U.S. Supreme Court
Clay v. Field, 138 U.S. 464 (1891)
Clay v. Field
Nos. 895, 1085, 1091
Submitted October 27, 1890
Decided March 2, 1891
138 U.S. 464
The surviving partner in the management of a plantation in Tennessee which belonged to the deceased partner retained possession of it after his partner's death, and of the slaves upon it, and continued to operate the plantation in good faith, and for what he thought were the best interests of the estate of the deceased as well as his own. When the war came, the plantation was in the theater of the conflict, and at its close the slaves became free. Held that, under the circumstances, the surviving partner in a general settlement was not accountable for the value of the slaves, but was accountable for the fair rental value of the property, including that of the slaves while they were slaves.
An action for dower is not exempt from, or excepted out of, the act fixing the jurisdictional amount necessary for an appeal to this Court.
If several persons be joined in a suit in equity or admiralty, and have a common and undivided interest, though separable as between themselves, the amount of their joint claim or liability will be the test of jurisdiction; but where their interests are distinct, and they are joined for the sake of convenience only, and because they form a class of parties whose rights or liabilities arose out of the same transaction, or have relation to a common fund or mass of property sought to be administered, such distinct demands or liabilities cannot be aggregated together for the purpose of giving this Court jurisdiction by appeal, but each must stand or fall by itself alone.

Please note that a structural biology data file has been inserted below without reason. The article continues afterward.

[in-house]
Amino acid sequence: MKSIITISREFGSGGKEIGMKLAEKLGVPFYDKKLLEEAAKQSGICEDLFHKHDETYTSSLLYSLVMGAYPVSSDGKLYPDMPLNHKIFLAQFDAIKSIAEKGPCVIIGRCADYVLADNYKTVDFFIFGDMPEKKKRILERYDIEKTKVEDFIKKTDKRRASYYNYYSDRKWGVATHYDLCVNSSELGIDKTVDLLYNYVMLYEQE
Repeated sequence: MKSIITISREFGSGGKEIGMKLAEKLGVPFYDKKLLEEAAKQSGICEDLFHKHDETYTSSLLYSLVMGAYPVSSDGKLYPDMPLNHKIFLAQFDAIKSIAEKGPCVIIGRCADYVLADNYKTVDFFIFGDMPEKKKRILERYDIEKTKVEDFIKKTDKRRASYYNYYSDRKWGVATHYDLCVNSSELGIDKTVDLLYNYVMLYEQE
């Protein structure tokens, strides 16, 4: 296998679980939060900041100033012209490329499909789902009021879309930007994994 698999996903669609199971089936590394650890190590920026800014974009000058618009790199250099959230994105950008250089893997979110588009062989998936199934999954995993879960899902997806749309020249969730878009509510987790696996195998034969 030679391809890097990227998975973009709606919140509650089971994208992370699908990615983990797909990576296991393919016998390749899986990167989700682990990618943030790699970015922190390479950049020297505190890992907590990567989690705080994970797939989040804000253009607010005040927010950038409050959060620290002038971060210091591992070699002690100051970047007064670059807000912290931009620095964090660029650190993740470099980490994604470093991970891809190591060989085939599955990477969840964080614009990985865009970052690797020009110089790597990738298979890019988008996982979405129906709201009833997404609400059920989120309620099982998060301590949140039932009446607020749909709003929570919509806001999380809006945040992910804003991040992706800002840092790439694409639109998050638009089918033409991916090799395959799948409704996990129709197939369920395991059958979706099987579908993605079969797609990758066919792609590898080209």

The words "received on settlement to this date," where there was a partnership account running through years, may refer to a settlement for the year or a settlement for the whole period of the partnership, and this ambiguity, being a latent one, may be explained by evidence aliunde. chanroblesvirtualawlibrary
In equity. The case is stated in the opinion.